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Asian Manufacturers Fight Back Against Payment Terms

In an unlikely move for such disparate and competitive countries—Asian manufacturers banded together on Monday to launch an initiative to work collaboratively from the region that accounts for more than 60 percent of global sourcing of garments and textiles.

Restless after Covid-19, and the immense pressure they have been facing from all sides to keep labor employed, manage sudden cancellations of orders, manage costs and sudden bankruptcies, and meet pressure for best practices, manufacturers are determined to handle the second wave, and the coming years, differently.

“This common position will be powerful,” Miran Ali, spokesperson for the initiative, told Sourcing Journal. A prominent factory owner in Bangladesh, Ali is also on the board of directors of the Bangladesh Garment and Manufacturers and Exporters Association (BGMEA), and the RMG Sustainability council (RSC). “We have all had similar experiences during the Covid-19 crisis, which has brought us closer together. The situation has been difficult before, but Covid-19 changed everything.

“However, it does not end with Covid-19,” he added.

Dubbed the STAR Network, the grouping from six countries—China, Bangladesh, Vietnam, Myanmar, Pakistan,  and Cambodia—includes nine member manufacturer organizations, and aims to ensure better purchasing practices in the textile and garment industry. China, Bangladesh and Vietnam are among the top five exporters of textiles and apparel worldwide.

Talks with other countries for inclusion in the initiative are still underway.

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Miran Ali is the new spokesperson for STAR Network, an alliance of Asian garment and textile manufacturers fighting for better purchasing practices.
Miran Ali Courtesy

Although it seems an unlikely alliance—as these countries in Asia have been bitter rivals competing for business from global brands and retailers, undercutting pricing, with efforts to be stronger on the supply chain, and other issues—Ali said that the bigger common objective takes precedence.

“We will always compete for business—that will always be there. So, among the things we are looking at are not items on specific pricing, for example, but rather a focus on payment terms—like the 180-day payment cycle, the cancellation of orders, etc. By working in this way, we can make sure the business becomes more transparent, more responsible as a whole,” he said.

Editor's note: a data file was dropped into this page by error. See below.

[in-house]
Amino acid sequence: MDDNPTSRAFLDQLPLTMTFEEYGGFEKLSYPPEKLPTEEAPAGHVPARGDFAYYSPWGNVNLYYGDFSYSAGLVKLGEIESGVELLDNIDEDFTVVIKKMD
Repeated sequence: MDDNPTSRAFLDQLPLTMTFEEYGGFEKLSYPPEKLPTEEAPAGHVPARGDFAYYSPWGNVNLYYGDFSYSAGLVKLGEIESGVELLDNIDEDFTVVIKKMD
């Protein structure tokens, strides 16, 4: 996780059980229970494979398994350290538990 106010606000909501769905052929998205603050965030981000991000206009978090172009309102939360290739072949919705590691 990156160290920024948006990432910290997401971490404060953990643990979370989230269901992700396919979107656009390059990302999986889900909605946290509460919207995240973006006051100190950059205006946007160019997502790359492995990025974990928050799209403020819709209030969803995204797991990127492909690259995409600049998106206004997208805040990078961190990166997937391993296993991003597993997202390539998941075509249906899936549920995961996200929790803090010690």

The focus will be on better purchasing practices in the textile and garment industry, which has been characterized by a power imbalance between the brands and buyers on the one end and the textile and garment producers on the other, he said, with a look at how a correction can be made.

Immediate action begins with defining ‘red lines’:  the areas that have not been previously crossed, such as a focus on payment and delivery practices, third-party negotiations that often leave the manufacturer in the lurch, and better ways to focus on sustainability that can work as much in favor of the manufacturer as the buyer and the end consumer.

Although the STAR network has already existed as an entity funded by GIZ, the new entity has an additional collaboration with the International Apparel Federation (IAF).

GIZ, (Deutsche Gesellschaft für Internationale Zusammenarbeit GmbH), is a German development agency headquartered in Bonn and Eschborn that provides services in the field of international development cooperation; IAF is a global federation for apparel manufacturers, brands, their associations, and the supporting industry.

The secretariat for the new initiative is to be based out of Netherlands.